Vegan Detox 11/30/2010
I don't know about you, but after the Thanksgiving feast of feasts, I feel like I ate enough to keep me going for the next week.  I'd love to fit in a detox program into my diet right now, but it's just not in the cards for me with Chanukah around the corner (not that I'm planning on eating any of the fried foods I'll be serving!) but still...I need to close my mouth and yet still have enough energy to get through incredibly long days at work.  I googled Vegan detox diets and while I didn't find what I was looking for, I did come across this article that I thought was great for all of my non-vegan readers who might just want to try it and see what all the buzz is about.  If you give this a try, tell me how it goes!

Vegan Detox Diets by Autumn Jones, eHow Contributor

In the summer of 2008, Oprah Winfrey went vegan for 21 days. Going temporarily vegan wasn't a crazy fad; the purpose of this diet was to detoxify her system, give her body a break from chemicals and other nasty additives, and maybe lose a few pounds in the process. Unlike juice fasts or the dreaded Master Cleanse (nothing but lemon juice, maple syrup and cayenne pepper), a vegan detox diet is gentle to your system and won't send you into shock. You're still eating, digesting, and expelling food--the only difference is that it's all good for you.
Detox diets aren't a method of weight loss; in fact, detoxing to lose weight can be dangerous. The premise behind detoxing is that your body accumulates toxins, chemicals and other poisonous compounds over the course of your life, especially if you're an unhealthy eater. Detoxing, or eliminating unhealthy foods from your diet, gives your body a chance to cleanse itself, get rid of toxins, and refresh its systems.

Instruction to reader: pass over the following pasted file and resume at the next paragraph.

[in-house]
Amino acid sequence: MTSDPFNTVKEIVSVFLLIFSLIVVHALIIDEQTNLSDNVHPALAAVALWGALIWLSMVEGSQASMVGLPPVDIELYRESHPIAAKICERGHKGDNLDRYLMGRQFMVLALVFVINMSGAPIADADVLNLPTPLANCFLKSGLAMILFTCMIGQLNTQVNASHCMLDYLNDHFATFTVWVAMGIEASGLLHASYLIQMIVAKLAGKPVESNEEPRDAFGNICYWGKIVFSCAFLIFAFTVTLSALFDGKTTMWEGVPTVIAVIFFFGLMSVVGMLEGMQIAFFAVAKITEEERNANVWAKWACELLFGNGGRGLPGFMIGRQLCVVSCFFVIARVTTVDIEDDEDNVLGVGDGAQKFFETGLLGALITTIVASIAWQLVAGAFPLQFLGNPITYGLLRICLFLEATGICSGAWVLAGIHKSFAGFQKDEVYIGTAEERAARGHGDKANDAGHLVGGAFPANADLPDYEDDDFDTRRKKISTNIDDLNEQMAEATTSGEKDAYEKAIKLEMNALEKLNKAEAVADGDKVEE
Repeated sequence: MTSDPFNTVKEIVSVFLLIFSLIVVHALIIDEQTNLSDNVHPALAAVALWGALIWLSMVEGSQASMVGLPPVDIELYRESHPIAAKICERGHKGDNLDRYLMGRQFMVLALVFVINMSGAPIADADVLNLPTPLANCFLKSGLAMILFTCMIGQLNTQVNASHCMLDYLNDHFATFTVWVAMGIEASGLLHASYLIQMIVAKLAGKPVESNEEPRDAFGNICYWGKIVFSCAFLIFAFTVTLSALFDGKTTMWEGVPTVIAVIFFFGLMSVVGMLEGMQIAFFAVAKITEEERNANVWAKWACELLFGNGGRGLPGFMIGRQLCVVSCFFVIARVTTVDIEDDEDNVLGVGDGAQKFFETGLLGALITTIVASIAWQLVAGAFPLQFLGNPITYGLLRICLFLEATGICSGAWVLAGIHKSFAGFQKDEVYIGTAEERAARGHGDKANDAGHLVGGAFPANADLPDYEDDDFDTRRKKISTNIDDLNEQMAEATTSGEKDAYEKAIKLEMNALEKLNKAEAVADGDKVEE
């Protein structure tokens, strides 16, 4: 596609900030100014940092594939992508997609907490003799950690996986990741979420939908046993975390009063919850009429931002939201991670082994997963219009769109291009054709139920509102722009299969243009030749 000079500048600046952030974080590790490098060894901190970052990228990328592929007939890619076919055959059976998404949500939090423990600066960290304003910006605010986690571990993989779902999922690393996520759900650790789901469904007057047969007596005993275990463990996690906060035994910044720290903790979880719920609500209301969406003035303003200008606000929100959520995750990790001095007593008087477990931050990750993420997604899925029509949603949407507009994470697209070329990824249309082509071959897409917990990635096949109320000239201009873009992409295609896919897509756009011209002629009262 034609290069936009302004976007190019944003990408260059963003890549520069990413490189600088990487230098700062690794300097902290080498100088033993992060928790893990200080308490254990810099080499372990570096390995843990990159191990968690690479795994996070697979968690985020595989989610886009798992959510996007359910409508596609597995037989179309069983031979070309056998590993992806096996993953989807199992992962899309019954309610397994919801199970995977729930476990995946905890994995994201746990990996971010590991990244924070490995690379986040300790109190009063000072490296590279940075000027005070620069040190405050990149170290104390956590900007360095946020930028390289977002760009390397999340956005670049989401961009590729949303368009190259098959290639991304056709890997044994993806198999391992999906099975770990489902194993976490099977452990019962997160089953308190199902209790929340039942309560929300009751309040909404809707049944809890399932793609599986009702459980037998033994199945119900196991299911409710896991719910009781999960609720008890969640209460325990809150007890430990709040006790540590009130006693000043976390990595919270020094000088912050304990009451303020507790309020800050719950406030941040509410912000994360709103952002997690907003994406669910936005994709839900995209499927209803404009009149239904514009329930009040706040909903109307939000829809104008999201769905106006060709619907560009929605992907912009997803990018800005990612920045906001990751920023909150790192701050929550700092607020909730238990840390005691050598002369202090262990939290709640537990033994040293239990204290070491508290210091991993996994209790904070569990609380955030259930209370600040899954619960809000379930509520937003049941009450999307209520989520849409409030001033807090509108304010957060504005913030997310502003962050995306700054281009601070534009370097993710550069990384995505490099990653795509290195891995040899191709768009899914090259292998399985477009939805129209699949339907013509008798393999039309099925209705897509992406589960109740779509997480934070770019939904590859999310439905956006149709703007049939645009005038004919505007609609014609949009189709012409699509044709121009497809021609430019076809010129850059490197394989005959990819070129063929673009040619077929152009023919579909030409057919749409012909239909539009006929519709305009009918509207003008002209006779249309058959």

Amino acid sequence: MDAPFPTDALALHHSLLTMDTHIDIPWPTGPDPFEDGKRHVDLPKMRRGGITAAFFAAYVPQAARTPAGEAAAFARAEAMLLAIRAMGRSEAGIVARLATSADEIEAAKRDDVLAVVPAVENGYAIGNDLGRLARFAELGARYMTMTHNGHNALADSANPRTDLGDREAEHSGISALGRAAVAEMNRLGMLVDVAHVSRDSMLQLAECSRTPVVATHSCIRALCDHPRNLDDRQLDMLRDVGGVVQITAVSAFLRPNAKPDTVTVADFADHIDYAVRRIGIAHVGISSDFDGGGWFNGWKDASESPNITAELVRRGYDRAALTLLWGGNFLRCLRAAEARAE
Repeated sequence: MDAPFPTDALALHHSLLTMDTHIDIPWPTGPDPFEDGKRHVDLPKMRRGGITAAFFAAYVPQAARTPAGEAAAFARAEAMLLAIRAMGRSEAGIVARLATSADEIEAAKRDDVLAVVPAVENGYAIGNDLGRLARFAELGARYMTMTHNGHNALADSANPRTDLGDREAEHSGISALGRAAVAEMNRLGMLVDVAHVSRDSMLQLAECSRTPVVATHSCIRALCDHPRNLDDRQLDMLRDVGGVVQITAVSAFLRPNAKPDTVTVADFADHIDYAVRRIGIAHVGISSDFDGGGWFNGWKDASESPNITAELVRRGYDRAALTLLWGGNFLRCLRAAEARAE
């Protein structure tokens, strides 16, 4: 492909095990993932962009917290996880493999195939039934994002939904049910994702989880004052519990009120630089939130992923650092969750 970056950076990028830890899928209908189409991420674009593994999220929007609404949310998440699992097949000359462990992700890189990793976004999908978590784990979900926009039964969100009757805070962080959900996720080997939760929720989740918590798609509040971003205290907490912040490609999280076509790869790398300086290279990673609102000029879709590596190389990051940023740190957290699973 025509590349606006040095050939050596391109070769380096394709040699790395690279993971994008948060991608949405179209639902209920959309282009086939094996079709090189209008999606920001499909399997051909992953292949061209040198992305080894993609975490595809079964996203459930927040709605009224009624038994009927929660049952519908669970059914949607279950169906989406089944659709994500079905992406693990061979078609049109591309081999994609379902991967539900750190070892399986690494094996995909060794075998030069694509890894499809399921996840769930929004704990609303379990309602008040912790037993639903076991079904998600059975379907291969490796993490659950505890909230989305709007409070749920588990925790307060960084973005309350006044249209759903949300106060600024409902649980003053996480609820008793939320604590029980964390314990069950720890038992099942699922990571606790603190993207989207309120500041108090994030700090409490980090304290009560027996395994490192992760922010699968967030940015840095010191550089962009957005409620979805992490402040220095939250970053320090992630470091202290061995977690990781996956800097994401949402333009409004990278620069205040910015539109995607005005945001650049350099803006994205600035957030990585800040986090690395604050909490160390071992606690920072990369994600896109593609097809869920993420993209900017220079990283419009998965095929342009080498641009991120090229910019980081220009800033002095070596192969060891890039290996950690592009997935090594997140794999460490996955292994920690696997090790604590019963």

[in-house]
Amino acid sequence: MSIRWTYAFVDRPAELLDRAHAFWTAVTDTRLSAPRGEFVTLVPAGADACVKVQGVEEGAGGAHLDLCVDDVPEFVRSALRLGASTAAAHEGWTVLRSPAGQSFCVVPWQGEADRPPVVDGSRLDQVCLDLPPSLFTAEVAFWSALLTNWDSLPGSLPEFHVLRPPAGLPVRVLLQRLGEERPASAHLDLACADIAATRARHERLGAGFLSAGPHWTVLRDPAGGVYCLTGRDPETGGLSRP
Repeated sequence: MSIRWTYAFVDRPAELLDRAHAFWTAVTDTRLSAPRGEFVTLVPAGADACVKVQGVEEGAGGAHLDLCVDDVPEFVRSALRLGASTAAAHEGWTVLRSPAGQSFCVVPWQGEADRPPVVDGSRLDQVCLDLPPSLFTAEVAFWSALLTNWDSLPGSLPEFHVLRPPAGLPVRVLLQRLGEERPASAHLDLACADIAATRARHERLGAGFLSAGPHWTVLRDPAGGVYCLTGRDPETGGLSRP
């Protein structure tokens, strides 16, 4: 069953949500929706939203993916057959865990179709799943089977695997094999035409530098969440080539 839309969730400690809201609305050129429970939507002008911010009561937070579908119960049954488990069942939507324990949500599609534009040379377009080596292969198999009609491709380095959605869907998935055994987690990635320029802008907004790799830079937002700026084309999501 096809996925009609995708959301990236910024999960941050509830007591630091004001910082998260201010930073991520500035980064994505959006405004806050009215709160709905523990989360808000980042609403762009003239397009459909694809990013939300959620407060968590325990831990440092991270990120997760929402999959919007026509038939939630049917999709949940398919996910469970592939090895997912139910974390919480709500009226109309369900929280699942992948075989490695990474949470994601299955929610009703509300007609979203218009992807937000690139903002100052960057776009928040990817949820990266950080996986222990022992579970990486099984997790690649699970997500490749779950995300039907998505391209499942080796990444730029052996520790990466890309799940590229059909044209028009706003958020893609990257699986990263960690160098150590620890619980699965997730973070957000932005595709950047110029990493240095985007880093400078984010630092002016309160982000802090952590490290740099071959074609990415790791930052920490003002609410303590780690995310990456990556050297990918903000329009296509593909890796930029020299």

Eating Vegan
Going vegan, even for a week, is one of the least radical forms of detoxing. You simply cut out all animal products from your diet: meat, fish, eggs, dairy, and honey. You'll be eating lots of fruits and vegetables, along with whole grains, legumes, nuts, and seeds. Some vegan detox diets may require only organic food, and some are "raw," which means that you don't eat anything that's been cooked. For the best detoxification, you'll want to eliminate sugar, caffeine, alcohol, tobacco and drugs from your diet.

With all this healthy food coursing through your system, your body will get a break from processing dangerous, hard-to-pronounce chemicals. This gives it a chance to eliminate toxins from your internal systems. Since you'll be eating so many fruits and vegetables, your antioxidant intake will increase, which helps your body fight off harmful free radicals. And the fiber in fruits and veggies aids digestion and cleans out your colon. You may lose a few pounds (although that's not the point) and experience increased energy.

Withdrawal is implied in the concept of detoxing, so stick it out, even if the first few days are terrible. Your body is going to crave high-fat, processed foods, sugar and caffeine, because that's what it's used to. Make sure you're getting enough nutrients by taking a multivitamin, since it's easy to overlook certain vitamins and minerals on a vegan diet.

One of the most important parts of any detox diet is water. You should be drinking eight to 10 glasses a day to flush out toxins in your system and keep you hydrated. Since you'll probably be eating more fiber than usual (thanks to all those extra fruits and vegetables), it's important to keep the water flowing to avoid constipation. Try squeezing a lemon or lime into your water to give it an extra kick (and vitamin C boost).

Veg and the City